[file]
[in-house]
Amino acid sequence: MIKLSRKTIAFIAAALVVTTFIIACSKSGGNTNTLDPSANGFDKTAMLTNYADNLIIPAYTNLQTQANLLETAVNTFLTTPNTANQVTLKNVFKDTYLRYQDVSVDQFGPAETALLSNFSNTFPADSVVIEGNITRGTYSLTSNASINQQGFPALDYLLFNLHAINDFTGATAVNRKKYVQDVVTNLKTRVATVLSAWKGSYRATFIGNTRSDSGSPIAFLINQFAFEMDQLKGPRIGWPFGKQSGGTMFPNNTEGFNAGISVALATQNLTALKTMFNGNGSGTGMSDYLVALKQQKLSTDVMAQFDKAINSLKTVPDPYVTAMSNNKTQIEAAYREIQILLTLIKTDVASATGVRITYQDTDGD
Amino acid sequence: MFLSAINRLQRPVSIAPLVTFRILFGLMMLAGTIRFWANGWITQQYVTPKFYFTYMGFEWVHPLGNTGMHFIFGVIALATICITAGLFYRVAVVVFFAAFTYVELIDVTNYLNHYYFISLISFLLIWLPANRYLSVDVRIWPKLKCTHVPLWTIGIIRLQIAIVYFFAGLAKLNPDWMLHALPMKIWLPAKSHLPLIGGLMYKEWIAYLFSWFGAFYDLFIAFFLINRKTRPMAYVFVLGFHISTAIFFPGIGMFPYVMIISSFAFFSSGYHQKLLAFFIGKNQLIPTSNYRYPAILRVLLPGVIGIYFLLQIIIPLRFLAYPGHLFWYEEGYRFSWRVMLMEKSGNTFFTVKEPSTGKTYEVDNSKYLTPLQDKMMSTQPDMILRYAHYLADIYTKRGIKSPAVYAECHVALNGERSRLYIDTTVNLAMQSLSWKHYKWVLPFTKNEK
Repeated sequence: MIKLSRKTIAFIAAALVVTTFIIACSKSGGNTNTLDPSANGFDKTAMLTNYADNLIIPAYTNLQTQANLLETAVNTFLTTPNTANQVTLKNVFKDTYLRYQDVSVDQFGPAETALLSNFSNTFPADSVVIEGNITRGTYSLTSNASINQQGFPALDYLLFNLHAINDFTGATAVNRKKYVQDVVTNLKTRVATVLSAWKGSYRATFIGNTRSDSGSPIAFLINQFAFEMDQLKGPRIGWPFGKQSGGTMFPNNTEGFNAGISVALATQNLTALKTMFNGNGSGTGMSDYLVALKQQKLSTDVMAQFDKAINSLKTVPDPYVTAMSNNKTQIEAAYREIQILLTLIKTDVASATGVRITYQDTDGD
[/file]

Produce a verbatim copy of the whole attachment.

[in-house]
Amino acid sequence: MIKLSRKTIAFIAAALVVTTFIIACSKSGGNTNTLDPSANGFDKTAMLTNYADNLIIPAYTNLQTQANLLETAVNTFLTTPNTANQVTLKNVFKDTYLRYQDVSVDQFGPAETALLSNFSNTFPADSVVIEGNITRGTYSLTSNASINQQGFPALDYLLFNLHAINDFTGATAVNRKKYVQDVVTNLKTRVATVLSAWKGSYRATFIGNTRSDSGSPIAFLINQFAFEMDQLKGPRIGWPFGKQSGGTMFPNNTEGFNAGISVALATQNLTALKTMFNGNGSGTGMSDYLVALKQQKLSTDVMAQFDKAINSLKTVPDPYVTAMSNNKTQIEAAYREIQILLTLIKTDVASATGVRITYQDTDGD
Amino acid sequence: MFLSAINRLQRPVSIAPLVTFRILFGLMMLAGTIRFWANGWITQQYVTPKFYFTYMGFEWVHPLGNTGMHFIFGVIALATICITAGLFYRVAVVVFFAAFTYVELIDVTNYLNHYYFISLISFLLIWLPANRYLSVDVRIWPKLKCTHVPLWTIGIIRLQIAIVYFFAGLAKLNPDWMLHALPMKIWLPAKSHLPLIGGLMYKEWIAYLFSWFGAFYDLFIAFFLINRKTRPMAYVFVLGFHISTAIFFPGIGMFPYVMIISSFAFFSSGYHQKLLAFFIGKNQLIPTSNYRYPAILRVLLPGVIGIYFLLQIIIPLRFLAYPGHLFWYEEGYRFSWRVMLMEKSGNTFFTVKEPSTGKTYEVDNSKYLTPLQDKMMSTQPDMILRYAHYLADIYTKRGIKSPAVYAECHVALNGERSRLYIDTTVNLAMQSLSWKHYKWVLPFTKNEK
Repeated sequence: MIKLSRKTIAFIAAALVVTTFIIACSKSGGNTNTLDPSANGFDKTAMLTNYADNLIIPAYTNLQTQANLLETAVNTFLTTPNTANQVTLKNVFKDTYLRYQDVSVDQFGPAETALLSNFSNTFPADSVVIEGNITRGTYSLTSNASINQQGFPALDYLLFNLHAINDFTGATAVNRKKYVQDVVTNLKTRVATVLSAWKGSYRATFIGNTRSDSGSPIAFLINQFAFEMDQLKGPRIGWPFGKQSGGTMFPNNTEGFNAGISVALATQNLTALKTMFNGNGSGTGMSDYLVALKQQKLSTDVMAQFDKAINSLKTVPDPYVTAMSNNKTQIEAAYREIQILLTLIKTDVASATGVRITYQDTDGD